The Watchman: Nat Geo Ponders Picasso, NOVA Wonders About the World

The second season of Genius starts on National Geographic April 24. The first of course focused on Albert Einstein, while the new one looks at Pablo Picasso, with Antonio Banderas cast as the master painter.

Executive producer Ken Biller said the brain trust was intent on not showcasing another scientist this time around. “It could be a musical genius, a political genius, a literary genius,” he said. “We reached a consensus after a lot of debate.”

Brian Grazer and Ron Howard are also executive producers. Viewers will see just how “obsessively creative,” in Biller’s words, Picasso was, cranking out some 50,000 works. They’ll see him join the communist party. They’ll see his complicated relationships with women.

Biller called Banderas’ performance “absolutely brilliant.” (Alex Rich plays the young Picasso.) “Antonio brings an incredible authenticity to the role,” said Biller, which was helped by the fact that both Picasso and Banderas were born in Malaga, Spain.

Nat Geo said last week that season three’s Genius will be Frankenstein author Mary Shelley. She meets the criteria of brilliance and international recognition plus a life story capable of carrying a 10-episode series.

Biller called it a “fun parlor game” when people approached him with suggestions for the next Genius. Topping the list were Madame Curie and Leonardo da Vinci. Other suggestions didn’t quite merit consideration. “It’s not a show about remarkable people,” Biller said. “It’s a show about geniuses.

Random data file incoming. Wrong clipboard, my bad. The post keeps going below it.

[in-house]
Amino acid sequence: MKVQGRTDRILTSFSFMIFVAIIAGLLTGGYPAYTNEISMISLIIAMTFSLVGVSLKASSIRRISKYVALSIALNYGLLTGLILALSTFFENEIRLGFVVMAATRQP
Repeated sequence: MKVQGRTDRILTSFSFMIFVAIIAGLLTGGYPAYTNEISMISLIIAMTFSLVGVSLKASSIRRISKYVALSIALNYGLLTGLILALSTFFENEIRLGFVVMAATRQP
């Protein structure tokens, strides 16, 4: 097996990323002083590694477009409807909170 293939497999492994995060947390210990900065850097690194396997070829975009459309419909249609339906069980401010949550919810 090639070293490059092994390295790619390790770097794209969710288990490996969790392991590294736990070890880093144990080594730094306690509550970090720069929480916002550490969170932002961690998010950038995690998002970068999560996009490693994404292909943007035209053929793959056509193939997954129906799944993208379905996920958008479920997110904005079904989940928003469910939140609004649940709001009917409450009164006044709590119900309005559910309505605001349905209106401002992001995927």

“We think we can do these for many, many years,” he said.

NOVA Wonders, a new series that addresses the unanswered questions about life and the world, premieres on PBS stations April 25. Topics covered include the secret language of animals, what’s hidden in the human body, artificial intelligence and the notion of engineering life in a lab.

“There’s incredible potential for the future of medicine if we can untangle some of these mysteries,” Julia Cort, executive producer, said.

The audience for the series is very definitely science nerds, but it’s bigger than that. “Anybody who’s curious,” is how Cort sees it.

Cort added more questions to the list of those the show addresses, such as: Could there be aliens? What is my dog saying? And why do I get gas when I eat that?

“We tackle some real hard science,” she said, “but we made it our mission to do it in a fun, engaging way, filled with great characters.”

And the second season of The Handmaid’s Tale is on Hulu April 25. What can viewers expect? “We were really, really satisfied and proud of season one,” executive producer Warren Littlefield said. “We’re much more ambitious in season two.”

Michael Malone

Michael Malone, senior content producer at B+C/Multichannel News, covers network programming, including entertainment, news and sports on broadcast, cable and streaming; and local broadcast television. He hosts the podcasts Busted Pilot, about what’s new in television, and Series Business, a chat with the creator of a new program, and writes the column “The Watchman.” He joined B+C in 2005. His journalism has also appeared in The New York Times, The Philadelphia Inquirer, Playboy and New York magazine.